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Fires at both COP Billings & CHS Laurel Coking Refineries – No Injuries reported

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This topic contains 3 replies, has 2 voices, and was last updated by  Charles Randall 13 years, 6 months ago.

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  • #3267

    Charles Randall
    Participant

    Fire crews respond to another refinery blaze

    By The Gazette Staff / December 26, 2008UPDATE 3:50 p.m.:
    Billings firefighters responded to a fire at the Conoco Phillips refinery on Billings’ South Side today.
    About 12:30 p.m., flames produced a tall column of black smoke over the refinery.

    The butane fire was in a unit that aids in the production of gasoline, said Bill Tanner, Conoco spokesman.
    Refinery emergency crews responded immediately and the Billings Fire Department was called as a precautionary measure, Tanner said.

    By the time city fire crews got to the refinery, Conoco employees had the situation under control.
    “They got on it right away,” said Perry McKinney, the Fire Department’s battalion chief for the day.

    Three city fire engines, a ladder truck and the battalion chief’s vehicle rolled on the fire call.
    City fire trucks, which were on the scene for about two hours, pumped water into the area of the fire.

    The fire caused no injuries or health problems in the area around the refinery.
    The cause of the fire is under investigation.
     
    ————–

    Fire extinguished at CHS Refinery in Laurel

    By The Gazette Staff  / December 26, 2008A fire at the CHS Refinery in Laurel was extinguished early today by refinery workers.

    Refinery manager Pat Kimmet said that refinery officials are investigating the cause of the fire, which did not prompt a call for mutual aid from fire departments in Laurel or Billings.

    Kimmet said no one was injured in the fire.

    Lani Jordan, a CHS spokesperson in St. Paul, Minn., said the fire started at 3:45 a.m. in Zone D of the refinery, where ultra-low sulfur diesel fuel is made. The fire was extinguished by 5 a.m., she said.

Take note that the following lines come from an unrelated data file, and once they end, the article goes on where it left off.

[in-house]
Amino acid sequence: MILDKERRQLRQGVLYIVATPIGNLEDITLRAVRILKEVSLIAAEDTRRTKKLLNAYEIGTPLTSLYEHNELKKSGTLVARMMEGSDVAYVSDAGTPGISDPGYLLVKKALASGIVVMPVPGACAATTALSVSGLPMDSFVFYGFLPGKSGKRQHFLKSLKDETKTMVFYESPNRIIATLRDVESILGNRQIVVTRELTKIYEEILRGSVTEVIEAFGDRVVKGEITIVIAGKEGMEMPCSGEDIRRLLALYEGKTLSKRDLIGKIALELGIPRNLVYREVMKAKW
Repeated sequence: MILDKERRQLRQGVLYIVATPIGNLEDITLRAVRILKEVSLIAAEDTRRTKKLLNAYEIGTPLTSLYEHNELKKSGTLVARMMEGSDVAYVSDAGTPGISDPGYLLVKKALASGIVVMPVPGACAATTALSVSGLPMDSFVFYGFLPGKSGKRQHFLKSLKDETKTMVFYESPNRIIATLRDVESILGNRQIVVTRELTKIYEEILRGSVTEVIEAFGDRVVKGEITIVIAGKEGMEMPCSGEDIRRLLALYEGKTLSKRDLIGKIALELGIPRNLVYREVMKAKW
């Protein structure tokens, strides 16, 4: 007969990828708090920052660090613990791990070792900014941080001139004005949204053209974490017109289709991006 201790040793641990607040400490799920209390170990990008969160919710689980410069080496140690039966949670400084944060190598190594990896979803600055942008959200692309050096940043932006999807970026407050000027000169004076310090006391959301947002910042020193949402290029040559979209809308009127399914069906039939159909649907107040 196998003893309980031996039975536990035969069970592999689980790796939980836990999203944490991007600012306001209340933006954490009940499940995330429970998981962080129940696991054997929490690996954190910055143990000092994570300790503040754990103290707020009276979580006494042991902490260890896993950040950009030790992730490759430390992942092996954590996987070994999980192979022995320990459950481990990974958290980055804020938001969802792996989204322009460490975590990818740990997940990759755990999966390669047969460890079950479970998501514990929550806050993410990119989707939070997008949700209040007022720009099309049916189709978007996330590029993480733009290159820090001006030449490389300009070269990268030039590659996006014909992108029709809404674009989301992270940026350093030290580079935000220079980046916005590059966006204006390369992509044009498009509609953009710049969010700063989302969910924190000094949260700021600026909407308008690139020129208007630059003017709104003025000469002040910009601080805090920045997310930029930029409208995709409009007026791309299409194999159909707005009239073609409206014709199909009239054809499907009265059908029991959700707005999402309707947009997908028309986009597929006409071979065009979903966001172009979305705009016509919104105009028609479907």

“We’re very thankful that no one was injured and there were no impacts on the surrounding community,” she said.

    She said the refinery’s fire crew and other employees brought the blaze under control.

    “Our fire crew and employee volunteers are very well trained to handle this kind of situation,” she said.

    She said the diesel unit has been shut down and other refinery operations are under review.

    The Gazette received reports of an explosion at the refinery at about 3:30 a.m. One Laurel resident said that the explosion shook houses in the area and was followed by the sounds of emergency instructions being broadcast over loudspeakers. The resident said the sky above the refinery was “lit up with a orange glow from the continuous venting from several refinery stacks.”

    Billings residents reported hearing a loud boom and seeing a plume of smoke or steam over the refinery. Flames were visible for a short time from vehicles traveling on Interstate 90 east of the refinery.

    Kimmet said more information will be made available after a “full assessment” of the fire is completed later today.

    Published on Thursday, December 25, 2008.
    Last modified on 12/25/2008 at 5:53 am

  • #6387

    Charles Randall
    Participant

    Here are news articles on Fires at both COP Billings & CHS Laurel coking refineries! Both fires are out & no injuries reported – both currently under investigation for cause.
     
    Regards

  • #6386

    Anonymous

    Why can’t they just say it was a fire in the Alkylation Unit? Why all the subterfuge calling it a unit that aids in gasoline production?

  • #6385

    Charles Randall
    Participant

    I don’t think there is any intended subtrefuge labeling it a gasoline producing unit.  Most of the initial news articles are often done by local / area reporters that don’t have a lot depth on Refinery process or what the units do within it, and so passing on area impacted for general information is more important at the time.
     
    Additionally most of the designated refinery spokesmen are going to be very cautious on initial statements and be guided by management & legal on what to say to limit legal exposure of the company.
     
    The followup articles often have details about the accidents, units, people and events once everyone has clear picture of what is going on – not when event is fresh & trying shoot from the hip with limited data.
    Hope this helps
     
    Regards

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